The mechanical miss-match between the host and an implanted foreign body is one of the primary causes for implantation failure. To enhance the efficacy in wound repair, we developed stiffness-tunable temperature-sensitive hydrogels composed of poly(amidoamine) (PAA)-based poly(n-isopropyl acrylamide) (PNIPAM). PNIPAM-PAA hydrogels with three different stiffness fabricated by varying the concentrations of poly(amidoamine) were chosen for morphology and rheology tests. The degradation rate and cell compatibility of gels were also characterized. The PAA-PNIPAM hydrogels were then tested in a wound healing model of mice with full-thickness skin loss. We found that the stiffness of hydrogels has an impact on the wound healing process mainly by regulating the cell activities in the proliferation phase. PNIPAM-PAA hydrogels with appropriate stiffness reduce scar formation and improve wound healing by promoting myofibroblast transformation, keratinocytes proliferation, extracellular matrix synthesis and remodeling. Moreover, the stiffness of hydrogels impact on the secretion of TGF-β1 and bFGF, which play an important role in skin wound healing. These results suggest that the therapeutic effects of hydrogels in skin wound healing can by regulated by hydrogels' stiffness.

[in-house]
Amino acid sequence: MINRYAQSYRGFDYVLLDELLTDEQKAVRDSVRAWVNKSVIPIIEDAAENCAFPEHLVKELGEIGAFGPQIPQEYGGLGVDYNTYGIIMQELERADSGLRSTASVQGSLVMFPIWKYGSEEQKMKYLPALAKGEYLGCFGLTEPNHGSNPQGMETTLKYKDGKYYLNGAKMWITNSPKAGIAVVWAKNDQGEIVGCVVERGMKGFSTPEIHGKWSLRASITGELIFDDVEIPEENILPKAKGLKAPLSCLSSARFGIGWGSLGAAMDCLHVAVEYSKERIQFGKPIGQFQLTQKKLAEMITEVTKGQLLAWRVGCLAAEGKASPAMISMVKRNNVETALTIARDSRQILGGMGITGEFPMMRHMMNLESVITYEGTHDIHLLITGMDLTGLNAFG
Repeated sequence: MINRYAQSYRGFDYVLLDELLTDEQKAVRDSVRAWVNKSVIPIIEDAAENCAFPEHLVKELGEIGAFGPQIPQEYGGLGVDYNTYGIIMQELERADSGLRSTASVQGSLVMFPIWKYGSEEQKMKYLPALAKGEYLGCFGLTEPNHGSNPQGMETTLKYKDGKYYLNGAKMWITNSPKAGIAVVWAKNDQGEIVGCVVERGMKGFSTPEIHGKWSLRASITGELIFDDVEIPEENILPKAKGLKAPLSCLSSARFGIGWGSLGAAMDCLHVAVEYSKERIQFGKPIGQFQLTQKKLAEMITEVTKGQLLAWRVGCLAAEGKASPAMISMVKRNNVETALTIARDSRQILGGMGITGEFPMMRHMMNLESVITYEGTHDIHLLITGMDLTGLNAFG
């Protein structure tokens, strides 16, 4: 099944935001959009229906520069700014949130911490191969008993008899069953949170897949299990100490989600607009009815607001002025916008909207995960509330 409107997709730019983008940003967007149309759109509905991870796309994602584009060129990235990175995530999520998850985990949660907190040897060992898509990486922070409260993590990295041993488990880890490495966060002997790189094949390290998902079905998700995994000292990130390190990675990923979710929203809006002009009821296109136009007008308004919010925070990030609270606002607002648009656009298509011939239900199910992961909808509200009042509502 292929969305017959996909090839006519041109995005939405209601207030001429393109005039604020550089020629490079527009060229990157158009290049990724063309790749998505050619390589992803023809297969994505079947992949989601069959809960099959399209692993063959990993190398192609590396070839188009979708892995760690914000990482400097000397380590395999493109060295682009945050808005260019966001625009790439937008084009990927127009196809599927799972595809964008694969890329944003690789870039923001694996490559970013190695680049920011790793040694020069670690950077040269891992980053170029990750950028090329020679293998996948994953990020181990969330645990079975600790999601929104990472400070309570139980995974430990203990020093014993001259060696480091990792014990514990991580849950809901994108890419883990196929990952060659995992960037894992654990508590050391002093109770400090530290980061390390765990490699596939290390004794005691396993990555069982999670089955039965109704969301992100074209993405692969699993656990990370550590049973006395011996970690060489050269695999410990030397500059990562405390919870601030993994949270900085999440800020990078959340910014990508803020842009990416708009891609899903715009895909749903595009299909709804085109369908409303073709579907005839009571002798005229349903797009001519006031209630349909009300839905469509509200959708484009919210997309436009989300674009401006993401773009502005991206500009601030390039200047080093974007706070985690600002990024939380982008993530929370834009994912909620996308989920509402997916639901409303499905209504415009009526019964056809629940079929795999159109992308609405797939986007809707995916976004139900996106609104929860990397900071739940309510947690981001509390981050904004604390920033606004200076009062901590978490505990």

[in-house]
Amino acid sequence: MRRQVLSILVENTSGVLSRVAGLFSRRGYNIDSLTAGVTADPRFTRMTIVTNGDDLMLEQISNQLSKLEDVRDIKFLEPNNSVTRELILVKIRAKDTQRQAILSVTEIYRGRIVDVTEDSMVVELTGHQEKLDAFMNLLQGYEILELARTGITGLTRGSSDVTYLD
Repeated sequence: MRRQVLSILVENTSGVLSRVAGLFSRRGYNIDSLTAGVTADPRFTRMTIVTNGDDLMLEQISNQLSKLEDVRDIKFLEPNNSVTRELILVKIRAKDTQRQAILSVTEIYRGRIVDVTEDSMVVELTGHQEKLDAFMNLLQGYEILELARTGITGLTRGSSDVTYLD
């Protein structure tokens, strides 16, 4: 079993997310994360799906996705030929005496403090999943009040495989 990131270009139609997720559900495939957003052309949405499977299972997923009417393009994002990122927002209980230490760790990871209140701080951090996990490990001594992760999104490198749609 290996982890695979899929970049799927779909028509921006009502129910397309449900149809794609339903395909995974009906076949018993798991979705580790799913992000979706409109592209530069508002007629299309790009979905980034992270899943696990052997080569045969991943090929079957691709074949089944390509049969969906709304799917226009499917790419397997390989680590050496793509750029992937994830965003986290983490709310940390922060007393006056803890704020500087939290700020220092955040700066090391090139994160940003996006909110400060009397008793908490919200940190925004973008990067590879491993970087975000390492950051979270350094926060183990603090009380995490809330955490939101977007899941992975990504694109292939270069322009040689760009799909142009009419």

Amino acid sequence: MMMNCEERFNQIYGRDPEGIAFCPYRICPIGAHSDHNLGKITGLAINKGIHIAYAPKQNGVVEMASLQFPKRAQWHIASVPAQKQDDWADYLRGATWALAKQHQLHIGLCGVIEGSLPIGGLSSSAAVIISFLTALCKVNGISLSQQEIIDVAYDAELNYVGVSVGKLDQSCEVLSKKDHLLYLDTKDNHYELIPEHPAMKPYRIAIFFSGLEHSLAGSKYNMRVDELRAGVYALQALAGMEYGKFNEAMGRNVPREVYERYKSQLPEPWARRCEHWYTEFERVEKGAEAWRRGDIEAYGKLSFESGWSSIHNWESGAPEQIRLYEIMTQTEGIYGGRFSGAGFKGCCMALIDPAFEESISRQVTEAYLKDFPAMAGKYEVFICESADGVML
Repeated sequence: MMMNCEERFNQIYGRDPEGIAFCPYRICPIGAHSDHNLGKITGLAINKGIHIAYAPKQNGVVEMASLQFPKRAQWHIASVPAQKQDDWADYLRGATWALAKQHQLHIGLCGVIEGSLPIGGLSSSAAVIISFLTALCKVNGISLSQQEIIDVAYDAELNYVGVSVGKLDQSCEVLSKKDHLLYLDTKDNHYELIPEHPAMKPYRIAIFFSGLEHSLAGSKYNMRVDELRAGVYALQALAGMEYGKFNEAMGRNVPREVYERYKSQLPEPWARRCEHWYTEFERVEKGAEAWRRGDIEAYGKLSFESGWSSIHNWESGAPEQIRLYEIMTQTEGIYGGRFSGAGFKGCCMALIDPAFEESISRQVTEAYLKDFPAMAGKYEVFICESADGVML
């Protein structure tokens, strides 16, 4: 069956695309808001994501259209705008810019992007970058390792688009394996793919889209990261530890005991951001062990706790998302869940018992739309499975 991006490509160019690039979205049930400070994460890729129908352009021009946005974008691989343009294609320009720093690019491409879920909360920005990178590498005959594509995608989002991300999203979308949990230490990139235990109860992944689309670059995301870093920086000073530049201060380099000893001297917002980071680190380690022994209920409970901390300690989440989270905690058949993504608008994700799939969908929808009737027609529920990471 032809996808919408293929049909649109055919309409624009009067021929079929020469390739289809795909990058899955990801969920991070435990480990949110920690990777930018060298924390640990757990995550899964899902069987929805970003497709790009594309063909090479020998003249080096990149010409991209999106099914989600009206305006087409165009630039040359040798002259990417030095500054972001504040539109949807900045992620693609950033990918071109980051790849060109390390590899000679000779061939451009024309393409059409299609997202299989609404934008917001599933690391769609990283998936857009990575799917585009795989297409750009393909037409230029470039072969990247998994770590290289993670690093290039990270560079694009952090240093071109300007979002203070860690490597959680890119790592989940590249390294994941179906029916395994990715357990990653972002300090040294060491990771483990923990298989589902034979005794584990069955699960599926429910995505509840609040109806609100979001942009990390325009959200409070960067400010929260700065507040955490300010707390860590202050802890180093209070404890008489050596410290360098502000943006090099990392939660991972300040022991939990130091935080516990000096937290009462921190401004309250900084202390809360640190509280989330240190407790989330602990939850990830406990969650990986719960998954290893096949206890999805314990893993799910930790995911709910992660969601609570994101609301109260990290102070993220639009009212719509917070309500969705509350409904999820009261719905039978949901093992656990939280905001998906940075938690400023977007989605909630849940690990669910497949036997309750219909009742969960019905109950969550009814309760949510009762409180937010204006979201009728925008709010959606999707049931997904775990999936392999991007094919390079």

Keywords: Hydrogel; P(N-isopropylacrylamide); Poly(amidoamine); Skin wound healing; Stiffness.
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